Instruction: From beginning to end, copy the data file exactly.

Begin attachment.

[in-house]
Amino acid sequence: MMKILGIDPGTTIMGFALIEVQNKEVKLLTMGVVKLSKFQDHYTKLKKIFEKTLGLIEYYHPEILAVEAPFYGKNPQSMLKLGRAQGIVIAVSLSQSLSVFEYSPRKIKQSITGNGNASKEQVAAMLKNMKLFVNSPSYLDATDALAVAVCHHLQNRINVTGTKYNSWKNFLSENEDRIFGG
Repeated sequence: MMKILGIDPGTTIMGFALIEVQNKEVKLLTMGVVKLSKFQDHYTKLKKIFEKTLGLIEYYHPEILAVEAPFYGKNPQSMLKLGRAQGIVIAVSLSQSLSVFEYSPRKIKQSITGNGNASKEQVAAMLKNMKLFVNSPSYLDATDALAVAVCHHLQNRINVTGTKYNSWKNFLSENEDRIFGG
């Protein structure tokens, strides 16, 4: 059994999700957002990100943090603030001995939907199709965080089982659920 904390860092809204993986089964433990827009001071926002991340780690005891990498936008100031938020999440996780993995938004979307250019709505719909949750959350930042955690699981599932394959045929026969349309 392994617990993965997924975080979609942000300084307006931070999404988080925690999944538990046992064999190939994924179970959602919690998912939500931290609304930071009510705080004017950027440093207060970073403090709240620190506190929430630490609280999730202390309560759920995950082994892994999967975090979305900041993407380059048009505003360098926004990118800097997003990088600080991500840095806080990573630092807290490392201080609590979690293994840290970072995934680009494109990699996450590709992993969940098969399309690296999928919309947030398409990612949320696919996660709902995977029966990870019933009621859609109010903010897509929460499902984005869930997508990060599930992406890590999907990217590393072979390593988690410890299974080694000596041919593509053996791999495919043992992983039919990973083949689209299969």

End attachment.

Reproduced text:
[in-house]
Amino acid sequence: MMKILGIDPGTTIMGFALIEVQNKEVKLLTMGVVKLSKFQDHYTKLKKIFEKTLGLIEYYHPEILAVEAPFYGKNPQSMLKLGRAQGIVIAVSLSQSLSVFEYSPRKIKQSITGNGNASKEQVAAMLKNMKLFVNSPSYLDATDALAVAVCHHLQNRINVTGTKYNSWKNFLSENEDRIFGG
Repeated sequence: MMKILGIDPGTTIMGFALIEVQNKEVKLLTMGVVKLSKFQDHYTKLKKIFEKTLGLIEYYHPEILAVEAPFYGKNPQSMLKLGRAQGIVIAVSLSQSLSVFEYSPRKIKQSITGNGNASKEQVAAMLKNMKLFVNSPSYLDATDALAVAVCHHLQNRINVTGTKYNSWKNFLSENEDRIFGG
């Protein structure tokens, strides 16, 4: 059994999700957002990100943090603030001995939907199709965080089982659920 904390860092809204993986089964433990827009001071926002991340780690005891990498936008100031938020999440996780993995938004979307250019709505719909949750959350930042955690699981599932394959045929026969349309 392994617990993965997924975080979609942000300084307006931070999404988080925690999944538990046992064999190939994924179970959602919690998912939500931290609304930071009510705080004017950027440093207060970073403090709240620190506190929430630490609280999730202390309560759920995950082994892994999967975090979305900041993407380059048009505003360098926004990118800097997003990088600080991500840095806080990573630092807290490392201080609590979690293994840290970072995934680009494109990699996450590709992993969940098969399309690296999928919309947030398409990612949320696919996660709902995977029966990870019933009621859609109010903010897509929460499902984005869930997508990060599930992406890590999907990217590393072979390593988690410890299974080694000596041919593509053996791999495919043992992983039919990973083949689209299969």